The crowd on court Phillippe Chatrier was treated to a final to remember on Sunday afternoon as Novak Djokovic was denied his first French Open title and a chance of completing a career Grand Slam by the Swiss number two Stanislas Wawrinka. In a dominant display that was packed full of sublime shotmaking, Wawrinka beat the world number one in four sets of exhilarating tennis.
If one single point represented the thrilling contest of the 2015 French Open final it came in the first game of the match. The battle between the unparalleled athleticism of Djokovic and the powerful one-handed backhand of Wawrinka immediately came to the fore in a gruelling 39-shot rally that the Swiss won in imperious fashion.
Even though the new world number four lost the opening set, his self-determination to continue to attack the Djokovic defence with powerful groundstrokes ultimately led him to win the title. The sheer strength that Wawrinka uses to play his one-handed backhand is a marvel in the men’s game. Whether his opponent was at the net or at the back of the court, it was this unique shot that allowed Wawrinka to get the upper hand in the match.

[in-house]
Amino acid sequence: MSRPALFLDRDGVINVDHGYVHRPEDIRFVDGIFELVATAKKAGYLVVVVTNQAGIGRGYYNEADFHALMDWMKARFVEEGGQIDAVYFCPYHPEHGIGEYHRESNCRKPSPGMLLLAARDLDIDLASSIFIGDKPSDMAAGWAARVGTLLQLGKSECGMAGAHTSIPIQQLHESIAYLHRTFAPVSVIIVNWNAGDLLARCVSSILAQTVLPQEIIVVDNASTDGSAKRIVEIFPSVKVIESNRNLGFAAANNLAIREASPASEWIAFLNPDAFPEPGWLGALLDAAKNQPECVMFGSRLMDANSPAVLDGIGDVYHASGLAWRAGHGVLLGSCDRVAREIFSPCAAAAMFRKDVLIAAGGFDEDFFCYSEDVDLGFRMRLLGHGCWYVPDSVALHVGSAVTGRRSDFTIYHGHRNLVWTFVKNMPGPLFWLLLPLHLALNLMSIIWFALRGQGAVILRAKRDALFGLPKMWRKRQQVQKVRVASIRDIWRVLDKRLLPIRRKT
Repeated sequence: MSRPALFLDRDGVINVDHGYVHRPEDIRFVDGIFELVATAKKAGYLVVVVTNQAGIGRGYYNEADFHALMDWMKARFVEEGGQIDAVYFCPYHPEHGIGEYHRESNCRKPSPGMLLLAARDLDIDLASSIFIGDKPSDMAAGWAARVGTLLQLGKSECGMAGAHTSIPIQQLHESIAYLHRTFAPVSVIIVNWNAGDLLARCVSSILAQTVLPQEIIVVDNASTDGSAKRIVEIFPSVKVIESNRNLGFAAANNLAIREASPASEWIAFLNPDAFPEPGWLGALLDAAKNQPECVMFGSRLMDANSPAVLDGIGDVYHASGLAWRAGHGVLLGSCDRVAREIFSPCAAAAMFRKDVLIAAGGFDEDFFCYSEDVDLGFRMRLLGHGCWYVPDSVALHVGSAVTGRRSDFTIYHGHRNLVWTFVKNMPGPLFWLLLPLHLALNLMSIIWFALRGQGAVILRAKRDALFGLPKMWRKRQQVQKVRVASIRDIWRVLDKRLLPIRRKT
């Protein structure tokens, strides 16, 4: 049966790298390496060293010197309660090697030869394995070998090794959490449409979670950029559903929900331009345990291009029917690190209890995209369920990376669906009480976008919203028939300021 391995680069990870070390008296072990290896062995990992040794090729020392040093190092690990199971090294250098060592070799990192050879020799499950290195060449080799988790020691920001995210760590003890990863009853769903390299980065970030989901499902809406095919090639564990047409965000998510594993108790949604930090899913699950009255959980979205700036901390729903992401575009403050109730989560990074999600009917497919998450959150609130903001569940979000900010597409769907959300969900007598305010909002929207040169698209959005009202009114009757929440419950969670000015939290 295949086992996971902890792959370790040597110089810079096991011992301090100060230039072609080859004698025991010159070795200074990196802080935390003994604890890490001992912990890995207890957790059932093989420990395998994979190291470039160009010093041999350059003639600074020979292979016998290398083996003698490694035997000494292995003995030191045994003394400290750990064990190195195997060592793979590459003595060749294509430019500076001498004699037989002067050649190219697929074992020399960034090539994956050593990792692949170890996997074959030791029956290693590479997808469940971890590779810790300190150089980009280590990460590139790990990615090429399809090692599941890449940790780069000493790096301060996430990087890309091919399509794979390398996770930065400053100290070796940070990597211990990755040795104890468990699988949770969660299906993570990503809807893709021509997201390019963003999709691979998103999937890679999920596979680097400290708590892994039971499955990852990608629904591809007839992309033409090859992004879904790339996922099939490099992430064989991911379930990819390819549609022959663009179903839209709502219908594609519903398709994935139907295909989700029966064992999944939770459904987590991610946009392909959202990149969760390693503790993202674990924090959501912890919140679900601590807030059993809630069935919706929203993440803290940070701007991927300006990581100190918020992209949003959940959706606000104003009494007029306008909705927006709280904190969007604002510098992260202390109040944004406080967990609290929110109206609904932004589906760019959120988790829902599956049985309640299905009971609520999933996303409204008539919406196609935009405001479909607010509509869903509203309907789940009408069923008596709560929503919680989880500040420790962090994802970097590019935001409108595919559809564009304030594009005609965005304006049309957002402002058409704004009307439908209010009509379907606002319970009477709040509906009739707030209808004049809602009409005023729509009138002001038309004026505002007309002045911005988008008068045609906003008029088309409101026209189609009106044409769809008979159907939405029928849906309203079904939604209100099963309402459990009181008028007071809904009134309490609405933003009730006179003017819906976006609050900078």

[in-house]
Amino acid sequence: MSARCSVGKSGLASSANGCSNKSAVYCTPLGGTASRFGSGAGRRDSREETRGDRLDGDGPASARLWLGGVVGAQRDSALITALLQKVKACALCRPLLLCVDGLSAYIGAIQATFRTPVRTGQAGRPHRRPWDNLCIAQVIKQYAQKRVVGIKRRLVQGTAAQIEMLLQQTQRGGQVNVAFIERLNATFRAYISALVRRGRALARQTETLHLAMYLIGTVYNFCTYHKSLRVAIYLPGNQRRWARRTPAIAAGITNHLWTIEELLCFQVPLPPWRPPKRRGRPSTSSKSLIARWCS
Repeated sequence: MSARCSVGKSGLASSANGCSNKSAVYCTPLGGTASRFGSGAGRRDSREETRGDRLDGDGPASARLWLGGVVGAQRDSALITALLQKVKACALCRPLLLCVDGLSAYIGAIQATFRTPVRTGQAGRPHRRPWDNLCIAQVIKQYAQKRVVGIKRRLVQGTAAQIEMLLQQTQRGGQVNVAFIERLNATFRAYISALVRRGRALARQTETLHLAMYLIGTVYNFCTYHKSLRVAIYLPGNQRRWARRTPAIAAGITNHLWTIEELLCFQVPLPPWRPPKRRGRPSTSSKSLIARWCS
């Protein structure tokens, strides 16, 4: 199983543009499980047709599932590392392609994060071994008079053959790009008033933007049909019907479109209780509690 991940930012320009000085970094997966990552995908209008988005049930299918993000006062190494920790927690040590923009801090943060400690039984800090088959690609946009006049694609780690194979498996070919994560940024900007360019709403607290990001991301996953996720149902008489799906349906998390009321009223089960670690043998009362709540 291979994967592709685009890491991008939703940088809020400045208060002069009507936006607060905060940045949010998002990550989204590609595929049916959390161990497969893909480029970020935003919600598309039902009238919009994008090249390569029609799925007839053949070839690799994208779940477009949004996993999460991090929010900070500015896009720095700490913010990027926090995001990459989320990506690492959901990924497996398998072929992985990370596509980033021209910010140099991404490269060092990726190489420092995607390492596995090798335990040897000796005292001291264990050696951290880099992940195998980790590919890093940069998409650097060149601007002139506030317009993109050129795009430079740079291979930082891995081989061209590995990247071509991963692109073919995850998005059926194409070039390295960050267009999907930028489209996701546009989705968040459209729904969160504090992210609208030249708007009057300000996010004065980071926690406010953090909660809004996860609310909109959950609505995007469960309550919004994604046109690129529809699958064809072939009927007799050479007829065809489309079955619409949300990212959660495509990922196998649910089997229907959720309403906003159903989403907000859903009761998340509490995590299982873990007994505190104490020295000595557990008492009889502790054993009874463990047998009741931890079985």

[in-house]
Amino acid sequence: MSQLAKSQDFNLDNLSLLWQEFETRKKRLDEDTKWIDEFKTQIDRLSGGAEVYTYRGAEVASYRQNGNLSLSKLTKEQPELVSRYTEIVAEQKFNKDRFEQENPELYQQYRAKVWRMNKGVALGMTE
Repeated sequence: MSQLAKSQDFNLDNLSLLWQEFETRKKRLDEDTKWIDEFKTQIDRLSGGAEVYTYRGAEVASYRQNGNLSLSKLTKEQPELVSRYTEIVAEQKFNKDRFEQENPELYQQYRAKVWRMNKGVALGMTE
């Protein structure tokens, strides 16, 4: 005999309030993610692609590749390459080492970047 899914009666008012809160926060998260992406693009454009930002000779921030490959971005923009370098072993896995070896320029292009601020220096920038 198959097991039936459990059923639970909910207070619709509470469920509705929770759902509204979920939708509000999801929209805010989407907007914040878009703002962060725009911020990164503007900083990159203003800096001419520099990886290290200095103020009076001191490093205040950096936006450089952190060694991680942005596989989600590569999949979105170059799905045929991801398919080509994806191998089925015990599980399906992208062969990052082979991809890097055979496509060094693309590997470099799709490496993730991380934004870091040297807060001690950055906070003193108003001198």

Not since Roger Federer was at the peak of his powers have tennis fans witnessed a player win a tournament with such consistent attacking flair. In recent years, with the golden quartet of Roger Federer, Rafael Nadal, Novak Djokovic and Andy Murray, tennis enthusiasts have witnessed countless gruelling five-set epics between the world’s best players. The ability of Nadal and Djokovic to turn defence into attack has been one of the unique selling points of the modern game.
Where Djokovic’s playing style, much like Nadal and Murray, is defined by his ability to win points at full stretch, Wawrinka’s win on Sunday was based on pure shotmaking, much like his great Swiss counterpart Roger Federer. He is breaking the mould in this current era of great defensive players. In Sunday’s final, the power in Wawrinka’s strikes was awe-inspiring and broke even the great defence of the Serbian. A final tally of 59 winners highlights the attacking flair of the new French Open champion.
After his Australian Open triumph in 2014, Wawrinka has yet to establish himself at the very top of the men’s game. However, with his second Grand Slam title win and the previously everpresent Federer and Nadal both struggling in 2015, perhaps the Swiss could make an inroad into the world’s top four. With such powerful shotmaking, surely the Swiss can also make an impression in three weeks time on the famous lawns of Wimbledon?